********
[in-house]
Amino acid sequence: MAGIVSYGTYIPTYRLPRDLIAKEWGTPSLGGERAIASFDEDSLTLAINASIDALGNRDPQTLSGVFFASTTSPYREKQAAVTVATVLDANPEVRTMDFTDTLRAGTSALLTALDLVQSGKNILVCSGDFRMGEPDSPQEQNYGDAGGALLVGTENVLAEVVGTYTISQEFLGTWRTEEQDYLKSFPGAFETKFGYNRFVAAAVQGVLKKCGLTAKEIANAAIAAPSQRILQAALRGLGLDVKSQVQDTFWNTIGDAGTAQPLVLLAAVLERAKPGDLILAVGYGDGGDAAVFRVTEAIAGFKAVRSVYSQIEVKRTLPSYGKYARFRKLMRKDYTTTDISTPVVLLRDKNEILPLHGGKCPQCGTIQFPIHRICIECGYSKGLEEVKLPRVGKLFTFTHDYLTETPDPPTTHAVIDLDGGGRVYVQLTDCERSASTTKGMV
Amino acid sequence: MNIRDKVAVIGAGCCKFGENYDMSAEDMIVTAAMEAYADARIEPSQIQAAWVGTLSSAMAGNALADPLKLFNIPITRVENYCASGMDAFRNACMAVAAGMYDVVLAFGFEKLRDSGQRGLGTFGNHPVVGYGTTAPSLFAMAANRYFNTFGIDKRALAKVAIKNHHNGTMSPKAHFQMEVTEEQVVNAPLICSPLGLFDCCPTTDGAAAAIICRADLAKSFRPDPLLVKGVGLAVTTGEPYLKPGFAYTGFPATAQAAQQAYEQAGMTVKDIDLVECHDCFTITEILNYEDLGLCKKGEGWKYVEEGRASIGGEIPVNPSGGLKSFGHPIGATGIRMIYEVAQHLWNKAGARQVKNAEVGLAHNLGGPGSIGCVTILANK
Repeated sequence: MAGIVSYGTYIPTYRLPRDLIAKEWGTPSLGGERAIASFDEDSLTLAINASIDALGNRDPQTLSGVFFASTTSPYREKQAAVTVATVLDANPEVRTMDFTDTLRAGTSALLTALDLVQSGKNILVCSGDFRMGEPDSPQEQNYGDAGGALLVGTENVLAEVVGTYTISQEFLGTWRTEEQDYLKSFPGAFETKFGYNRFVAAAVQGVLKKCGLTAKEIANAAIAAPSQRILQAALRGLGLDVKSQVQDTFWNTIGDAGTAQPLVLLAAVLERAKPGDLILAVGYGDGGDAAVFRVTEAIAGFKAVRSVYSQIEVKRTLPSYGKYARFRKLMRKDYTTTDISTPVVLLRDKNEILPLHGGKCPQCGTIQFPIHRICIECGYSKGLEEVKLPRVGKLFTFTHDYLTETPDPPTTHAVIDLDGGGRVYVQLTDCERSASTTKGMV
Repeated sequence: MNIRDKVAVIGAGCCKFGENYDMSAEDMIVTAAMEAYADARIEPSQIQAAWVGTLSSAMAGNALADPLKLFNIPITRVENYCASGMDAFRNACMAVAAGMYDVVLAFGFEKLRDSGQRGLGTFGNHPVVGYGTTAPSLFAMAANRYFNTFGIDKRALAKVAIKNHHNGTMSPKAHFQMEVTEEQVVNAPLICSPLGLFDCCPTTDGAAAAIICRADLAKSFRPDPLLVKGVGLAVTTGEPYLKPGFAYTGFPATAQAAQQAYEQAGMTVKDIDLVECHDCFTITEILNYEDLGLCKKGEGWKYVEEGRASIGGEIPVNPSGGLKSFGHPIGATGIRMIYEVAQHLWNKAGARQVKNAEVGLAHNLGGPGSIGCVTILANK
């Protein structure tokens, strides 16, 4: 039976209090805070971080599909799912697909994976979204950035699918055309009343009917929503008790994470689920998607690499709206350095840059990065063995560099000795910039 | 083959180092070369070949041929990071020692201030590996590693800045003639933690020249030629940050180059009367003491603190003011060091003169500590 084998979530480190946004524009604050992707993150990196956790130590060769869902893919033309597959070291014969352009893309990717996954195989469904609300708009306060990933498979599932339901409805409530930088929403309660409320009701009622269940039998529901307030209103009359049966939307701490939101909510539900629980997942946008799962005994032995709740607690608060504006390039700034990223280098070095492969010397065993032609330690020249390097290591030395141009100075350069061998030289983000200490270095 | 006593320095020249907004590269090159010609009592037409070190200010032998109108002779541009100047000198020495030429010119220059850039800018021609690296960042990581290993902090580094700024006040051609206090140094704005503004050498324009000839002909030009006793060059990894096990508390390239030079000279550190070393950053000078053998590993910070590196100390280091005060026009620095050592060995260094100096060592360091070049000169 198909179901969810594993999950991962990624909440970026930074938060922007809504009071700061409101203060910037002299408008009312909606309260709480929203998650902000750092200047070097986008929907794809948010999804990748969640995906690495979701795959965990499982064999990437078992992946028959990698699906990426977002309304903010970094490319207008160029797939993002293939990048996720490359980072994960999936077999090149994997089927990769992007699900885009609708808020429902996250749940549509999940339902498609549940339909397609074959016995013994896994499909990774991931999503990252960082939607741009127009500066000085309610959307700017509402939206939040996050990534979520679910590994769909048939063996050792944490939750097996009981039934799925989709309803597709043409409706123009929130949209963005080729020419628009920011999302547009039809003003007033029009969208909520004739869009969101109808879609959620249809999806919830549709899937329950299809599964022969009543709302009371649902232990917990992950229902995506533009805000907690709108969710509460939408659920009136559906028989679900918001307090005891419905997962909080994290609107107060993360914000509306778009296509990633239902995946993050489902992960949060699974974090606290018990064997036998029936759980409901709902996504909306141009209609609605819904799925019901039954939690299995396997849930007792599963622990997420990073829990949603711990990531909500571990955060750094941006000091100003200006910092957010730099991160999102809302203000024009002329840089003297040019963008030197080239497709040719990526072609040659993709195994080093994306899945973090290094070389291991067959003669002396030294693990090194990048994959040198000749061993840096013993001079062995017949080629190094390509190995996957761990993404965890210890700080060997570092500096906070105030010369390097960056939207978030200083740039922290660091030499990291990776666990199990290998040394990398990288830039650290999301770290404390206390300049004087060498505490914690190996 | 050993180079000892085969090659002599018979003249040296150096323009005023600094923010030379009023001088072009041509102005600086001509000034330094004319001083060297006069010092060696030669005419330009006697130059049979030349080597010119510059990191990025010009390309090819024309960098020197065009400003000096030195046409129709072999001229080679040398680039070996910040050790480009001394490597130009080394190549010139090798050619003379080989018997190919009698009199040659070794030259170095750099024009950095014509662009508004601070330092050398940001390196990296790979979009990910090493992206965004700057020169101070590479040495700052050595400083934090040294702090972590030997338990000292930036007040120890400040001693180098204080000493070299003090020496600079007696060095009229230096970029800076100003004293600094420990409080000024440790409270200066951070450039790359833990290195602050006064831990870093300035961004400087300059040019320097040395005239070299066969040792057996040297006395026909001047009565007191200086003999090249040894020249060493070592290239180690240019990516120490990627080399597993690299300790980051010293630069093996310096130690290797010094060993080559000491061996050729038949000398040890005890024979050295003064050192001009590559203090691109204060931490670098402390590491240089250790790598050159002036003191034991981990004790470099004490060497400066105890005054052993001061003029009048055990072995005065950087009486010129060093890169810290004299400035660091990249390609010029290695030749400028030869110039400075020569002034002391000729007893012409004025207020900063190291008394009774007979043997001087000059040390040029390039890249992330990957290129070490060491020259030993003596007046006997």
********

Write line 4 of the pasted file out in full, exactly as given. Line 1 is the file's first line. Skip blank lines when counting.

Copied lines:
Repeated sequence: MAGIVSYGTYIPTYRLPRDLIAKEWGTPSLGGERAIASFDEDSLTLAINASIDALGNRDPQTLSGVFFASTTSPYREKQAAVTVATVLDANPEVRTMDFTDTLRAGTSALLTALDLVQSGKNILVCSGDFRMGEPDSPQEQNYGDAGGALLVGTENVLAEVVGTYTISQEFLGTWRTEEQDYLKSFPGAFETKFGYNRFVAAAVQGVLKKCGLTAKEIANAAIAAPSQRILQAALRGLGLDVKSQVQDTFWNTIGDAGTAQPLVLLAAVLERAKPGDLILAVGYGDGGDAAVFRVTEAIAGFKAVRSVYSQIEVKRTLPSYGKYARFRKLMRKDYTTTDISTPVVLLRDKNEILPLHGGKCPQCGTIQFPIHRICIECGYSKGLEEVKLPRVGKLFTFTHDYLTETPDPPTTHAVIDLDGGGRVYVQLTDCERSASTTKGMV